Idiopathic pulmonary fibrosis (IPF) is a lung condition that scars your lungs and makes it difficult for you to breathe. It’s the most common type of pulmonary fibrosis.
What does IPF stand for?
• idiopathic = there is no known cause
• pulmonary = it affects your lungs
• fibrosis = the name of the scar tissue in your lungs
IPF is a progressive condition. This means it gets gradually worse over time. The scar tissue in the lungs cannot be repaired by the body or any drugs, and there is currently no treatment that stops or reverses the scarring.
Current treatment focuses on slowing the rate of scarring in the lungs and controlling symptoms. Some people respond well to treatment and find their symptoms remain the same for many years. For others, the symptoms get worse more quickly.
It’s difficult to predict how quickly IPF will develop because it varies a lot from person to person. There are no clear stages of IPF, though some people may talk about the mild, moderate, or severe disease. Everyone is different – talk to your specialist doctor about your own situation.
How does IPF affect breathing?
Scar tissue causes the lungs to become stiffer and to lose their elasticity. This stops them from working properly: they’re less able to inflate and transfer oxygen from the air you breathe into your body.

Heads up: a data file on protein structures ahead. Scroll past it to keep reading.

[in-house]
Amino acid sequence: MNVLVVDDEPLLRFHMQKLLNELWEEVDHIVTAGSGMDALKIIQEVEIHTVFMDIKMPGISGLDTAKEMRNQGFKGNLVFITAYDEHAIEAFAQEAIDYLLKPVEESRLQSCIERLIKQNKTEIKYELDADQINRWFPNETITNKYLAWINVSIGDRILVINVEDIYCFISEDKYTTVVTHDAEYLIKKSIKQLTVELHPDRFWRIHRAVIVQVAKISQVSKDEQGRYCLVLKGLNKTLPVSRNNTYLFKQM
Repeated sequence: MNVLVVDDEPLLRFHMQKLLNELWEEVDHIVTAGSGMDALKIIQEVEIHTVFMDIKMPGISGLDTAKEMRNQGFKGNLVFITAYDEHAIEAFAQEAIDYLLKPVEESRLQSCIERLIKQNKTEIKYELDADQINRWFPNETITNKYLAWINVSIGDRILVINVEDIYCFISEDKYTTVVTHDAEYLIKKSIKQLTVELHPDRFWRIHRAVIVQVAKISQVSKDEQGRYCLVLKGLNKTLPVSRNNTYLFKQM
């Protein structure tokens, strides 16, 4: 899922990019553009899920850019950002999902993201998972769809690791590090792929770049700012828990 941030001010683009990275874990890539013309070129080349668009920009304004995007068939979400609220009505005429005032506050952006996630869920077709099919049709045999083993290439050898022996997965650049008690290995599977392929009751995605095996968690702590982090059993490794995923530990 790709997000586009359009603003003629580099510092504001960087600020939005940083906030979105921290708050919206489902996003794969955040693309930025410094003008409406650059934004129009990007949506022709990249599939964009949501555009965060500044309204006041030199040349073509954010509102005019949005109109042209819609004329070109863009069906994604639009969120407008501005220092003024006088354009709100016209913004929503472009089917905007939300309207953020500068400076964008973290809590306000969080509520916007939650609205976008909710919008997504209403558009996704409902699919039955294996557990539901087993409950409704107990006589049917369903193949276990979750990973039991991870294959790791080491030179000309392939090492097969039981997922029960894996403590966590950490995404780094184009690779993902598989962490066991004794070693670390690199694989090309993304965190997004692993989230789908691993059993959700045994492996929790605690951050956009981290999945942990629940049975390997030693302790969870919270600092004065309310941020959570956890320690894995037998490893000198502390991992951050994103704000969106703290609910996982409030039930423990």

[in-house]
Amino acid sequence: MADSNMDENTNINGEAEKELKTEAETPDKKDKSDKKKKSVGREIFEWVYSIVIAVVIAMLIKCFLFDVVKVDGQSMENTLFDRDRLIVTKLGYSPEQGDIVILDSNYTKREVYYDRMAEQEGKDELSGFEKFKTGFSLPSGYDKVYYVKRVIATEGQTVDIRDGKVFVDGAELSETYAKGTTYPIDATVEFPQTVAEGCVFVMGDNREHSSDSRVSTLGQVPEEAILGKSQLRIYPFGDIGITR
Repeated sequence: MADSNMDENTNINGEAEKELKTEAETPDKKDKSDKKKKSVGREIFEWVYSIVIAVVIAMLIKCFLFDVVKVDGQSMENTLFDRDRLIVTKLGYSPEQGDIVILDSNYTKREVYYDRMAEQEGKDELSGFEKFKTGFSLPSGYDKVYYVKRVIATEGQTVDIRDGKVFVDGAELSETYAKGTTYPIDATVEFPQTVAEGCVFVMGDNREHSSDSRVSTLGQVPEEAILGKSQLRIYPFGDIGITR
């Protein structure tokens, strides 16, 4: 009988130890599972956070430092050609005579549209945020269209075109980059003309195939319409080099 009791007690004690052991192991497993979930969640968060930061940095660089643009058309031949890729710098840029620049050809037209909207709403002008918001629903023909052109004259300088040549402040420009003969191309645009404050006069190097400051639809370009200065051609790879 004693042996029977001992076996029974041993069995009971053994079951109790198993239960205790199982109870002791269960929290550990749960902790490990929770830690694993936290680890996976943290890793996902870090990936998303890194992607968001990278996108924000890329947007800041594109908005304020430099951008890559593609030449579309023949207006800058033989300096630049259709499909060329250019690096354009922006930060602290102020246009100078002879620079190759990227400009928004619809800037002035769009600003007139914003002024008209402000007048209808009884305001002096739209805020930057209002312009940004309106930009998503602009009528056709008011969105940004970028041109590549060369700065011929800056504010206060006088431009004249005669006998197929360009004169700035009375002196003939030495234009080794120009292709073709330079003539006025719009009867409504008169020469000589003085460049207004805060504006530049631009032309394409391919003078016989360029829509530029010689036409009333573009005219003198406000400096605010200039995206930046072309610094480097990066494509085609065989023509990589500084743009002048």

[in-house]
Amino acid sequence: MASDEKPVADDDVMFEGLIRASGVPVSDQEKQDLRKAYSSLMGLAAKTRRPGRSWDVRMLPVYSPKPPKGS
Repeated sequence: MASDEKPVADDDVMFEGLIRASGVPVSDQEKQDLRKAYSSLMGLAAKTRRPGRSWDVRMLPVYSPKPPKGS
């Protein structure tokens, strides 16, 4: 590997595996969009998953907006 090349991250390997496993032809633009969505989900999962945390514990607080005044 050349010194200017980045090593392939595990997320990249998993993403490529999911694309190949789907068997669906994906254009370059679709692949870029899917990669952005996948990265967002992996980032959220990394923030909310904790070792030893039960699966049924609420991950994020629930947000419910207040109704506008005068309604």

Each time you breathe in, you take in air through your nose and mouth, down through your throat, and into your windpipe (trachea). Your windpipe splits into two main tubes, the right and left bronchi, which supply your lungs with air.
The main bronchi divide into gradually smaller airways called bronchioles. Bronchioles have many small air sacs (alveoli) at their ends. Inside the air sacs, oxygen moves across paper-thin walls to tiny blood vessels and into your blood. The air sacs also exchange waste gas (carbon dioxide) from your blood ready for you to breathe it out.
If you have IPF, scarring affects the air sacs, eventually limiting the amount of oxygen that gets into the blood. With less oxygen in the blood, you can get breathless from everyday activities like walking.
What causes IPF?
Idiopathic means the cause is not known, but researchers now believe that the body creates fibrosis (scarring) in response to an injury to the lung.
The initial injury to the lungs might be from:
- acid reflux from the stomach
- viruses – in some studies, IPF has been linked to certain viruses, including herpes, hepatitis C and the Epstein Barr virus, which causes glandular fever
- environmental factors – breathing in certain kinds of dust from wood, metal, textiles or stone, or from cattle or farming
- cigarette smoke exposure.
It is not known if these factors directly cause IPF.
Some people may also get IPF if it’s in their family history. But this link is only found in a minority of cases. According to a 2021 survey by the British Thoracic Society, 5.7% of patients were found to have a known relative with IPF.
Who gets IPF?
IPF is more common in people over the age of 40. It is also more common in men than it is in women.